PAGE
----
The number of apprentices in the Leeds City Region has fallen by more than a quarter in just one year, a meeting has heard.
A report into the state of apprenticeships was presented to a meeting of the West Yorkshire Combined Authority (WYCA) scrutiny board today (Friday), and revealed a dramatic decrease of almost 8,000 apprentices during the 2017/18 academic year.
It also highlighted issues around fewer girls pursuing subjects based around science, technology, engineering and mathematics (STEM), and lower numbers of young people from disadvantaged backgrounds being taken on as apprentices in the region.
WYCA officers claimed the apprenticeship agenda is “unstable”, and that Government policy could displace more apprenticeship roles in the future.
Michelle Burton, Head of Employment and Skills at WYCA, told the meeting: “Apprenticeships have been falling – that is a national picture and it has been replicated in the Leeds City Region.
“The Employment and Skills Panel is really disturbed by this and is keen to do something about it.
“Our priority is about more and better apprenticeships, as well as the quality and appropriateness of the apprenticeships that are a good match with the jobs we have available.”
The report added 22,250 apprenticeship started in Leeds City Region during the 2017/18 academic year – a fall of 7,970 on the previous year.
WYCA officer Catherine Lunn said: “The apprenticeship agenda is unstable at the moment, to say the least. We are trying to do as much as possible with businesses and providers, and potential clients in the future.”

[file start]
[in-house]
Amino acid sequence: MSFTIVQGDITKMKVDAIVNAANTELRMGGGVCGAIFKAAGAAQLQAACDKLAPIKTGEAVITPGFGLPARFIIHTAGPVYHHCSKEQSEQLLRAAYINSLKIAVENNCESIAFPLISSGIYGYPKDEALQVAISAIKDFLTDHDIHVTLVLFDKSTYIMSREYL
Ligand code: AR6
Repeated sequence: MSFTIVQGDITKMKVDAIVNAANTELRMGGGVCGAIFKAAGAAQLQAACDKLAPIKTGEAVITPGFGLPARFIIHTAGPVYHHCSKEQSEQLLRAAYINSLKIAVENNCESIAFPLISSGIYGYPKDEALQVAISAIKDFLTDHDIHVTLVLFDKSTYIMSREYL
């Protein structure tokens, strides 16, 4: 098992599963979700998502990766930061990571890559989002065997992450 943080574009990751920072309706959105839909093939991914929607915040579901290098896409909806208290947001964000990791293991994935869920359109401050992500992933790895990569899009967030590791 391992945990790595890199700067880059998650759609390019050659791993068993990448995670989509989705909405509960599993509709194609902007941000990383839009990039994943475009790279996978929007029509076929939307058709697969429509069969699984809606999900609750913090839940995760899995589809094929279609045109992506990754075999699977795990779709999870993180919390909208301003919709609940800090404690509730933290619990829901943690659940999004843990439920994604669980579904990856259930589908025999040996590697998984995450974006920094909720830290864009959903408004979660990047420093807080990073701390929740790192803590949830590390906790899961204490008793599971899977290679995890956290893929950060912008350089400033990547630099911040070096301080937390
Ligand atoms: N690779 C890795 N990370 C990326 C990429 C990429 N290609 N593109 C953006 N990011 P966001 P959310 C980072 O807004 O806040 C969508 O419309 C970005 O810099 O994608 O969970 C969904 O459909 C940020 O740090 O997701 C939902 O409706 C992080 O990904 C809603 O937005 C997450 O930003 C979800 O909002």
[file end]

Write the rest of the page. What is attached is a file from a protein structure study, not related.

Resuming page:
She added the introduction of T-level programmes – two-year courses set to be introduced in 2020, which will see young people develop skills with employers – could negatively affect apprenticeships.
She said: “Once they start their introduction, we anticipate that they will also displace apprenticeships. It feels at the moment that the policy framework is against us and local communities in relation to apprenticeships.”
Bradford councillor Mike Pollard said of the report: “The really depressing bit is the gender stereotypes. It really is a bit grotesque.
“The number of girls that are going into engineering and manufacturing jobs is sad.
“So it is the STEM co-ordinators where we should be questioning what sort of approach on a gender basis is going on schools at years nine and 10?
“We do have very good non-vocational results at sixth form level. But this would appear to suggest that the gender split is depressing.”
The report stated: “There are issues about the extent to which apprenticeships are inclusive.
“Pupils eligible for free school meals are less likely to enter apprenticeships when they leave school. For example, only four per cent of disadvantaged pupils in Calderdale enter apprenticeships compared with nine per cent of the non-disadvantaged.
“There are pronounced patterns of gender segregation by subject, with girls much less likely to enter subjects like engineering, construction and ICT; which tend to offer strong pay and progression opportunities.”
Michelle Burton, head of employment and skills at WYCA, responded to Coun Pollard: “You are right, there are a lot of different roles within schools that have a focus on this. While it needs to be within teachers and senior leaders.
“You are right – part of the job is about finding the right people.”